EU fisheries sector criticises French authority’s “urgent” closure of Bay of Biscay
After a decision by a French court to close fishing to French vessels over eight metres in length using pelagic trawlers (OTM, PTM), demersal pair trawlers (PTB), gillnetters trammel (GTR), set nets (GNS), and purse seines (PS) in the Bay of Biscay, France is extending this ban to other vessels, despite the rules of the Common Fisheries Policy (CFP), to mitigate possible incidental catches of small cetaceans in its waters.
First and foremost, the European Association of Fish Producer Organisations (EAPO) and Europêche express their full support for all vessels impacted by this decision—more than 500 EU fishing vessels in total—and the entire sector dependent on these fisheries. This fishing ban will have far-reaching consequences, adversely affecting the entire EU coastal community.
EAPO and Europêche voice their astonishment and disapproval over the abrupt decision by the French national authority to invoke Article 13 of the Common Fisheries Policy (CFP) to close the Bay of Biscay. This emergency measure not only affecting French vessels but also every European and third country fishing boats is to be enforced from January 22 to February 20, 2024, based on an order published on January 18.
“How can France unilaterally close its waters to all EU-vessels with no prior consultation, a mere 4 days prior to the closure and without providing any compensation?” said EAPO President Esben Sverdrup-Jensen. “France’s rushed use of article 13 exposes the deficiencies within the Common Fisheries Policy (CFP) and deals a severe blow to European unity that is central to the CFP.”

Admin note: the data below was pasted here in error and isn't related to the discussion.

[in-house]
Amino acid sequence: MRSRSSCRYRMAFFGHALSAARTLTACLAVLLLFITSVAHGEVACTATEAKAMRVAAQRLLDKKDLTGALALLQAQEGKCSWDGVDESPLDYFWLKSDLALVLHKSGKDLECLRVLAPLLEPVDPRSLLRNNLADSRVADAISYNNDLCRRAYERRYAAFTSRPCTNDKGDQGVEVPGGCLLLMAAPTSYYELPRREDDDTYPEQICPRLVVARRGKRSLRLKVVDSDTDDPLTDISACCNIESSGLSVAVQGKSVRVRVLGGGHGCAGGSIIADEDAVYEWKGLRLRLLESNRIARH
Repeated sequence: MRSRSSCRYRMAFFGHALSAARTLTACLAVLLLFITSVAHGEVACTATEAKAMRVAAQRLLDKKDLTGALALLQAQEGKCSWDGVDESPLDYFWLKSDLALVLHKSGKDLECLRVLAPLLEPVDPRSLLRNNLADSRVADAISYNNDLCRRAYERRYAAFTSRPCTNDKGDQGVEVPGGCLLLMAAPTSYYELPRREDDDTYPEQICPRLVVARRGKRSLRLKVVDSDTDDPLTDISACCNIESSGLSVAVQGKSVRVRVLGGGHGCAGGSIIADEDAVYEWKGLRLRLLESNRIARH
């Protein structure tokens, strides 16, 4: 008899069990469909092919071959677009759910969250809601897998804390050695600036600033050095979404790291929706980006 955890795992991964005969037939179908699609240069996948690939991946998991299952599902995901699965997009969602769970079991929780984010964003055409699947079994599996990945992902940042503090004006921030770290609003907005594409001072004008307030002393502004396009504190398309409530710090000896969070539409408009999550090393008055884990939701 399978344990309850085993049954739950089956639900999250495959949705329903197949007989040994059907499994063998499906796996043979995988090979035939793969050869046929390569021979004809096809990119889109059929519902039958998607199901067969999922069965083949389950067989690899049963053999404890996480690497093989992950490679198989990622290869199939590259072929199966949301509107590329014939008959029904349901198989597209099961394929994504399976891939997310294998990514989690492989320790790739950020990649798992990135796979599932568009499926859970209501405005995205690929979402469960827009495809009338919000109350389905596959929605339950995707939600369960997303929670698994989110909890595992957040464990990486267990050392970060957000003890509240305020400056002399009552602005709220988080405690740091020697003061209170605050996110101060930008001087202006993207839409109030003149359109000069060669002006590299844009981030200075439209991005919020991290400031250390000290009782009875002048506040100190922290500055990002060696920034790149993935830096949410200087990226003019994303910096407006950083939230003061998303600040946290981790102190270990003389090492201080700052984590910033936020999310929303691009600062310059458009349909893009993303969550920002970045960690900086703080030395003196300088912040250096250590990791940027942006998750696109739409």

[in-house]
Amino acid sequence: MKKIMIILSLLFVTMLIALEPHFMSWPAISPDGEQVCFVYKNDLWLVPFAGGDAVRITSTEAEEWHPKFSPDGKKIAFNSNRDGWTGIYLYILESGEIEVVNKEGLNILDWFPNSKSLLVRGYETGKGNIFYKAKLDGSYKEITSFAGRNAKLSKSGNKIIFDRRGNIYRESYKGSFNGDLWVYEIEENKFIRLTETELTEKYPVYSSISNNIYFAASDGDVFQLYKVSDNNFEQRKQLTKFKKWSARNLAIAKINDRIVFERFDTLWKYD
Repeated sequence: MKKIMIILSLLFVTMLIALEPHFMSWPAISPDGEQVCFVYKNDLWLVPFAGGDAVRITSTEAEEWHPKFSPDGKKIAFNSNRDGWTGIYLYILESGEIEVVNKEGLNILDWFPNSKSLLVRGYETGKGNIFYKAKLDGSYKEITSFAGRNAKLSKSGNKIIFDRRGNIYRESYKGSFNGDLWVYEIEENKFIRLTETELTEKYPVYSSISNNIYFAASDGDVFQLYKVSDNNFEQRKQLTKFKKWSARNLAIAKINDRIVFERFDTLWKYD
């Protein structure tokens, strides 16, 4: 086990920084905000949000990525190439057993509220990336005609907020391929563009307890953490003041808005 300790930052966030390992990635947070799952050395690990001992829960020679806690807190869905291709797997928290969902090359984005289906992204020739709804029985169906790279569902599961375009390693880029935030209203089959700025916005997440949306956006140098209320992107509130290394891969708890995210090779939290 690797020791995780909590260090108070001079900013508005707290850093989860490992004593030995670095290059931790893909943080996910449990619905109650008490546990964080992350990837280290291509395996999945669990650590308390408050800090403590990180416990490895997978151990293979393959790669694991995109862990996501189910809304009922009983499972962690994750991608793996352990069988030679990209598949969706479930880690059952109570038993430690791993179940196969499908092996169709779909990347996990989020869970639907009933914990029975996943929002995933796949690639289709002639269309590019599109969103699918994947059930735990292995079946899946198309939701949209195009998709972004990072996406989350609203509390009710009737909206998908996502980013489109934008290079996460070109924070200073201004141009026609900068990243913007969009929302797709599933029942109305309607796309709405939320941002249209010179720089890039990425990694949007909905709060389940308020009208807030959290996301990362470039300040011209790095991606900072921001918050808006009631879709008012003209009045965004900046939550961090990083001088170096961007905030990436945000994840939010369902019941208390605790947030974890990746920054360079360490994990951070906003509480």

Key concerns highlighted by EAPO and Europêche are:
- Questionable Urgency: the European fishing industry is taken aback by the “urgency” cited by France in activating Article 13, especially considering the ICES advice and the commission’s proposal for revising the joint recommendation for winter 2025, which suggests a lack of immediate crisis.
- Undermining European Unity: By disregarding the minimum consultation period required by Article 13, France does not only disrupt the fishing activities but also undermines the essence of European unity and the collaborative framework of the CFP.
- Compensation Disparities: EAPO and Europêche emphasise the inequity in compensation, noting that not all vessels under all flags will have access to compensation unless it is provided by the French government, the decision-maker in this situation. This is particularly pressing as the closure text was published on January 18, for an effective closure from January 22.
- Call for EU Commission’s Intervention: While recognising the necessity of equal treatment between flags and the importance of sustainable fishing practices, the fishing industry questions the legitimacy of the “emergency measure” and its disproportionate impact on the fishing community. The organisations urge the EU Commission to explicitly address and rule on the emergency measure proposed by France, in line with the principles of the CFP.
“While our members remain dedicated to responsible and sustainable fishing,” Europêche President, Javier Garat, adds, “the precedent established by this decision undermines the trust our fishers place in the CFP. It is challenging to advocate for consultation, cooperation, proportionality, and a bottom-up approach when this decision contradicts those principles.
“A thorough EU impact assessment and a full review of these decisions is imperative to ensure compliance with the CFP and its safeguards. The commission, as guardian of the treaties, must step in to secure that EU rules are applied correctly”.
As the enforcement of the Bay of Biscay closure looms, EAPO and Europêche demand immediate and comprehensive responses to their concerns and insist that their constructive proposals be considered and integrated into the decision-making process.